Two Marion County women who discovered they were among the nearly 100 “secret children” of a former Indiana fertility doctor that inspired the popular Netflix documentary “Our Father” are suing the film’s producers, claiming their identities were revealed without their consent.
Janet Roe and Jane Doe, remaining anonymous in their lawsuits, filed separate complaints on Saturday in the Marion County Superior Court against Netflix Inc., Netflix Worldwide Entertainment LLC and Blumhouse Productions LLC.
The suits allege that the defendants’ documentary identifies both plaintiffs as secret children of Dr. Donald Cline, a former Indianapolis fertility doctor who used his own sperm to impregnate dozens of women through artificial insemination in the 1970s and 1980s at his Indianapolis clinic, without the women’s consent or knowledge.
Blumhouse Productions declined to comment on the allegations. The Indiana Lawyer has reached out to Netflix for comment.
Indianapolis attorneys Robert MacGill and Matthew Ciulla of MacGill PC are representing the unidentified plaintiffs.
MacGill told the Indiana Lawyer that his focus during the proceedings will center on privacy protections afforded under applicable law, including the Indiana Supreme Court’s recent decision in Community Health Network, Inc. v. Heather McKenzie, et al., 20S-CT-648.
The suits allege that Roe and Doe took DNA tests in 2019 through an online service that revealed they each had several biological half-siblings. The women subsequently discovered that they were among Cline’s secret children.
Cline was criminally charged with obstruction of justice and handed a one-year suspended sentence in 2017 after pleading guilty to charges that he lied to investigators when he denied wrongdoing for inseminating the women.
After his expired license was eventually surrendered to the Indiana Medical Licensing Board, the panel voted to bar Cline from ever applying for a license in Indiana again.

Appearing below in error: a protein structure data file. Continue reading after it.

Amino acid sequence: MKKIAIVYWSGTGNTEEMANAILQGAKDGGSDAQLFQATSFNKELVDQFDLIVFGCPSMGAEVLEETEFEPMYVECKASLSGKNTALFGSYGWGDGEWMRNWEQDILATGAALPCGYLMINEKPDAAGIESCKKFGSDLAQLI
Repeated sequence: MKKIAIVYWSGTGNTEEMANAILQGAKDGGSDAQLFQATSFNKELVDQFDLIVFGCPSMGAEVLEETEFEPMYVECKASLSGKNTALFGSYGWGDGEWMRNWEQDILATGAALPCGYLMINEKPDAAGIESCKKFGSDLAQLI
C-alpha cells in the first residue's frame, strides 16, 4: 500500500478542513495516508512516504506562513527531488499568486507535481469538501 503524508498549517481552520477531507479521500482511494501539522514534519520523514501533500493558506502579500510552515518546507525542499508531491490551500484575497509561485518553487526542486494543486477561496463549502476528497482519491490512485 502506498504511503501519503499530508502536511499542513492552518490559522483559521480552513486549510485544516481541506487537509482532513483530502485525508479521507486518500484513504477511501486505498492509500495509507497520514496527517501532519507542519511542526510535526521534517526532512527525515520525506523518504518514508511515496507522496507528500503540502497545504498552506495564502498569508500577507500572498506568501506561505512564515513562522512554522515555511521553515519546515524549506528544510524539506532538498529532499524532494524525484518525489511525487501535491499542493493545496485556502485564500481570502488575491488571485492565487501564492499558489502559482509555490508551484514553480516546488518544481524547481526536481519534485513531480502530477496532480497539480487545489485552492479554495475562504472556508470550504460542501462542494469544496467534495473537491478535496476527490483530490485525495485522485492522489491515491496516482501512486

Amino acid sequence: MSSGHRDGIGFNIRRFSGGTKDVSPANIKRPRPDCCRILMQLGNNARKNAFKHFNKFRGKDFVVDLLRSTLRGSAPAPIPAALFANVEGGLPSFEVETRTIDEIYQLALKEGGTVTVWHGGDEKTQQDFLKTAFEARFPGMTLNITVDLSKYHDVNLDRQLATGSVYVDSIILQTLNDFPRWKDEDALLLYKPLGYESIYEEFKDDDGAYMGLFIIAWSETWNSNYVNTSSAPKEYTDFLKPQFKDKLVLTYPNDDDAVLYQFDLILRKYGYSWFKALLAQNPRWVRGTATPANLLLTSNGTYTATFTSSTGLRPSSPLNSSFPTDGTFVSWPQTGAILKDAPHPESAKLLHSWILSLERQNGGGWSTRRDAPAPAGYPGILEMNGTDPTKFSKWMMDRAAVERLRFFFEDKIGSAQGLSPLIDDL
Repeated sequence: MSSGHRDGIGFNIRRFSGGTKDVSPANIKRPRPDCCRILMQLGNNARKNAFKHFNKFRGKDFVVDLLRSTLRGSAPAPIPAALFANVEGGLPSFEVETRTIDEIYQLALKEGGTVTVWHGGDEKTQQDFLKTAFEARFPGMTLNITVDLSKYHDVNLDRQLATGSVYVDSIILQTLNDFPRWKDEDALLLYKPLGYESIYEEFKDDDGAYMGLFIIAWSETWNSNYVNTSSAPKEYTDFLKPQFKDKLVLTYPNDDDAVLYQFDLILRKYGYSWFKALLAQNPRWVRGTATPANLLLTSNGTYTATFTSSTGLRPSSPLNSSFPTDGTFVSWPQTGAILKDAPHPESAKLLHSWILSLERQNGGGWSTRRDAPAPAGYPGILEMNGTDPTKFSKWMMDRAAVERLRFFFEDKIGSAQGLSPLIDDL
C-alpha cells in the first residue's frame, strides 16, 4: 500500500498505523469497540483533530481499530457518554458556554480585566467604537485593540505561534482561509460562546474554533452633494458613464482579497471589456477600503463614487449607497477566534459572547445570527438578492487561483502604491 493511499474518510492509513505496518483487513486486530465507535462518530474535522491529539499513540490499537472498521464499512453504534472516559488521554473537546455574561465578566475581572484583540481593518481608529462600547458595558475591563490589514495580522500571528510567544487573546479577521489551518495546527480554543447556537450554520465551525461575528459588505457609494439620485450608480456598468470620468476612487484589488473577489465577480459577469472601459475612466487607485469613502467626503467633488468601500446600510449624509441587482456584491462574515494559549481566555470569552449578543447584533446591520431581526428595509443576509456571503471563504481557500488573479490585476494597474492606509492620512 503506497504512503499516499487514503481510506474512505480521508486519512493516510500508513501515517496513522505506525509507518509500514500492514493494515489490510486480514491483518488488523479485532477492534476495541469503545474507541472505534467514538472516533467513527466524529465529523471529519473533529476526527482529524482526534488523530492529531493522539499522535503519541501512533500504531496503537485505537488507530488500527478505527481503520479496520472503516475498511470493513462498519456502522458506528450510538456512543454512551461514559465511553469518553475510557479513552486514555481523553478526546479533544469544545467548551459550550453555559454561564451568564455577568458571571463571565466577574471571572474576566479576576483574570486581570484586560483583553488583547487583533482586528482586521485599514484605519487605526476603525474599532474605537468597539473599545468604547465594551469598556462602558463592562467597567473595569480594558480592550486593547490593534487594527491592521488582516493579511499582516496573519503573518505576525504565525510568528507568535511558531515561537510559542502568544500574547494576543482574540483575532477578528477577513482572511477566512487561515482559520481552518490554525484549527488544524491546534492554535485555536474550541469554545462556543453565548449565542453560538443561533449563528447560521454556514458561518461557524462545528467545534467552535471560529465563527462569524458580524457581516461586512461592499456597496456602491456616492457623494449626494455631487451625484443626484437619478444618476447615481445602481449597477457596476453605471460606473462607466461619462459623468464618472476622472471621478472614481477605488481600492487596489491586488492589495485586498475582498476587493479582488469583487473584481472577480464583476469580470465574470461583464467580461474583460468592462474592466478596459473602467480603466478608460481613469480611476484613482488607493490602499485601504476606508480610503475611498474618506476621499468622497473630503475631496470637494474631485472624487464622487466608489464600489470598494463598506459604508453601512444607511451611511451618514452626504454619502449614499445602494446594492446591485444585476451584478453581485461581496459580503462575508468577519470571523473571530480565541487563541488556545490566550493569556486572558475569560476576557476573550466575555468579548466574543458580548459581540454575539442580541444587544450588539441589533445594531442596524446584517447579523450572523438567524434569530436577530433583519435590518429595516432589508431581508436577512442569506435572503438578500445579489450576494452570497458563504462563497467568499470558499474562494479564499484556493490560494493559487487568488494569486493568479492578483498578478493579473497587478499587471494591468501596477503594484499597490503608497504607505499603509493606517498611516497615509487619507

In 2019, Indiana lawmakers made fertility fraud a Level 6 felony after finding no law on the books specifically prohibited Cline’s actions. The Legislature also created a civil cause of action for fertility fraud, which enables the plaintiff to be awarded compensatory and punitive damages, or liquidated damages of $10,000.
Neither Roe or Doe knew they were secret children until after the DNA test, their respective complaints allege. The plaintiffs’ identities through the DNA website were “kept secured to a limited number of persons, namely, certain of the biological half siblings, through passwords and other means.”
However, the women claim their names and images were used in the “Our Father” documentary by listing their specific names and photographs without their explicit consent.
The documentary has skyrocketed in popularity as a “Top 10” feature on the Netflix streaming service and has been viewed by millions of people this month upon its release, the complaints allege.
Producers of the film said they contacted many of Cline’s secret children about participating in or submitting photos of themselves for the documentary, including Roe and Doe.